New York Governor Andrew Cuomo has proposed a series of tax cuts for small businesses as part of his 2016 agenda. The governor announced his plans during a speech in Rochester where he said the tax concessions will benefit a million small businesses across the Empire State.
But the announcement came only one day after the governor proposed a statewide $15 per hour minimum wage that quickly came under fire from several business groups.
Benefits for Small Businesses
At the event, Cuomo said, “We are going to make critical investments in infrastructure, cut taxes for small businesses, and invest in the regional approach to economic development that has made a difference across upstate.”
Acknowledging small businesses account for 43 percent of all private sector jobs in the state, the governor said his tax cut proposal will help small enterprises save $298 million annually.
The plan will apply to small businesses that are organized as partnerships, S corporations and LLCs. Businesses that file tax returns in New York as partnerships, S corporations and LLCs should all receive a 15 percent tax deduction if their business income is derived from a business entity with less than $1.5 million gross receipts and their total business income from those sources is below $250,000.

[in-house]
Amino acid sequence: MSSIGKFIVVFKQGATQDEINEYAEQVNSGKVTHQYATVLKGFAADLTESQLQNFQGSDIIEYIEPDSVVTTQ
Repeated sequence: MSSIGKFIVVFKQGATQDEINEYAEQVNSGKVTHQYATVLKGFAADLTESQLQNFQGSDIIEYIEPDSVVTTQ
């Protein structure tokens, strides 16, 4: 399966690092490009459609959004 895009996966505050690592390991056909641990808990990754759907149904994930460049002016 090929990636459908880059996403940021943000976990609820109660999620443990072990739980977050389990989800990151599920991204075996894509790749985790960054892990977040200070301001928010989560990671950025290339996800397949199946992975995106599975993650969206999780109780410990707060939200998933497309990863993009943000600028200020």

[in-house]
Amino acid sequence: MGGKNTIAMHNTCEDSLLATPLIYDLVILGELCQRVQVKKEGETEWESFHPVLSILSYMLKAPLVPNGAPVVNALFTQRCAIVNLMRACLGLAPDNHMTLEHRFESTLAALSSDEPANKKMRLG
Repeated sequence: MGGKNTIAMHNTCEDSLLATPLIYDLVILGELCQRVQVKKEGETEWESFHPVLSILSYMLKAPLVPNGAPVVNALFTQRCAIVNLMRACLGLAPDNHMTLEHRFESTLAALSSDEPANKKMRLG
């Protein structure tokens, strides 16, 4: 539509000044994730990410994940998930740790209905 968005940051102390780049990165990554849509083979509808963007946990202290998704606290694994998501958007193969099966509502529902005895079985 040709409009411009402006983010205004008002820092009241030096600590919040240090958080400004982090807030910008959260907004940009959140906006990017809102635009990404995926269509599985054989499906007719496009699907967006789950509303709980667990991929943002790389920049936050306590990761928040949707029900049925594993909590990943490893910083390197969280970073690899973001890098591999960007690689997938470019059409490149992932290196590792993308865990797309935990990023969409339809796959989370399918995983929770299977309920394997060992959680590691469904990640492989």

Cuomo further added he’ll propose reducing the income tax rate to 4 percent for small businesses that pay taxes as corporations. To qualify for the lower rate, the business must have fewer than 100 employees and a net income below $390,000.
Leaving a Lot to be Desired
Thanks to its high tax rates and complex regulations, New York has acquired the reputation of being one of the least business-friendly states in the country. And while Gov. Cuomo’s proposal to reduce taxes is a step in the right direction to improve the state’s business climate, the government needs to take a serious look at its policies.
Skeptics point out some of the work that remains to be done.
“Tax reductions are always welcome in a state widely considered to be among the highest taxed in the nation, particularly when they are targeted at the small and medium-sized employers that drive the Upstate economy,” Greg Biryla, executive director of Unshackle Upstate told Syracuse.com. “However, there are no tax relief plans that can offset the devastating impacts that a $15 an hour minimum wage will have on Upstate businesses, taxpayers and consumers.”
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